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Simon Squibb is a multi-millionaire entrepreneur and angel investor. After being homeless at 15, he has gone on to found 19 businesses and invest in 76 companies to date. After selling his business to PriceWaterhouseCoopers (PwC) he retired at 40 and is now on a mission to help 10 million people start their own businesses through the Purposeful Project. But it wasn’t a straight line to success, and one of those businesses, a comic book business, failed, losing $1.5 million. What went wrong? Listen to find out. If you have any feedback, we’d love to hear it. What would make the show better?  Sponsor links:
This is Secret Leader’s 200th episode! Over the last 5 years we've featured over 50 unicorn leaders and household names such as Monzo, Slack, Duolingo, Brewdog, In today’s episode host Dan Murray-Serter takes listeners through the interviews that have had the biggest impact on him. Guests include host of Diary of a CEO, entrepreneur, and angel investor, Steven Bartlett; Co-Founder of Little Moons Vivien Wong on how they went viral during the pandemic; Eve Sleep Kuba Wieczorek on what it cost being one of the fastest UK companies to IPO ever; and Jo Malone talking about how leaving her company after her recovery from cancer was the biggest mistake of her life.  Listen to the full episodes here: Steven Bartlett, host of ‘Diary of a CEO’ and entrepreneur  Lemonade Co-Founder Daniel Schreiber  Little Moons Co-Founder Vivien Wong Eve Sleep Co-Founder Kuba Wieczorek Fiverr Co-Founder Micha Kauffman  Trinny Woodall, Founder of Trinny London Jo Malone, Founder of Jo Malone innit :P Dan reflects on what those interviews have taught him: How to stay consistently true to your path and mission statement whilst not believing your own bullshit with Founder and Host of ‘Diary of a CEO’ Steven Bartlett How to redefine an archaic industry by tapping into consumer psychology with Lemonade Founder Daniel Schreiber  How to handle the challenges of surprise growth in hard times with Vivien Wong from Little Moons The pitfalls of hypergrowth when you put the scaling your business ahead of your mental health (everything can fall like a house of cards),with Eve Sleep’s Kuba Wieczorek How to avoid obsessing over the wrong things, with Fiverr Co-Founder Micha Kauffman  How to stay humble, be vulnerable and start again with Trinny Woodall How to build resilience and not be a victim of your greatest regrets, with Jo Malone    We'd love your feedback Sponsor links: (get 20% off with code secret)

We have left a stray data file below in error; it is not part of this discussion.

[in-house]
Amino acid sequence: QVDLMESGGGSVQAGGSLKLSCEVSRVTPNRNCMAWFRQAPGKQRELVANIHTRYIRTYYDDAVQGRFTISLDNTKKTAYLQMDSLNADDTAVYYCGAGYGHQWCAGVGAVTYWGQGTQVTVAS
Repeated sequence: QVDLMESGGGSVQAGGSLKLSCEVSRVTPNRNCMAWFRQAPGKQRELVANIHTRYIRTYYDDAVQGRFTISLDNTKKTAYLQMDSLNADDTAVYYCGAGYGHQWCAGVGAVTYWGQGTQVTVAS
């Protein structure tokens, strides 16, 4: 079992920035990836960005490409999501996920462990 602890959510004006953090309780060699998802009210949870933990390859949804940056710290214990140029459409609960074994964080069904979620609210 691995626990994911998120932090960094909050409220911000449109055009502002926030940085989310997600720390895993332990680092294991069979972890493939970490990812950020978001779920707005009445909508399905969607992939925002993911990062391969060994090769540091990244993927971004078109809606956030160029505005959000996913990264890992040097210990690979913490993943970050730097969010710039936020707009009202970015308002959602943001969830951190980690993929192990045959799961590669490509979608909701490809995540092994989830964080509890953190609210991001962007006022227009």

In 2013 Emma set up strategic brand agency Hands Down in her spare bedroom, on her laptop, with just £1,000 in savings. She’d never run a business before and had been an employee for the past twenty years, since she was 18. Learning on the job, she put all her energy into growing the business over the next ten years. She had one goal in mind, to make £1 million a year. Despite the pandemic, the business was on set to reach this goal in 2022…but in July she decided to close Hands Down down.  What went wrong? Listen to find out what.  If you have any feedback, we’d love to hear it. What would make the show better?  Sponsor links:
John Hitchcox is the Chairman and Founder of Yoo Group, the property company behind the £1.3 billion pound regeneration of Olympia London and considered by many the global leader in the branded residence space.  John founded Yoo in 1999 with one of the world’s most famous designers, Philippe Starck. Together they have grown Yoo to where it is today, operating in over fifty cities and thirty countries worldwide.  John has been in the property market since the early eighties, when he was just 17. He’s had to bring a lot of confidence to be so successful but is honest about the challenges of being an entrepreneur. He has also ridden through multiple financial crises. With the market going bananas and uncertainty over interest rates and inflation going through the roof, it’s a good time to talk to someone who knows more than most.  What does he see in his crystal ball? And what happened when he tried to do his first property deal at the age of 14? Listen to find out. We'd love your feedback Sponsor links: (get 20% off with code secret)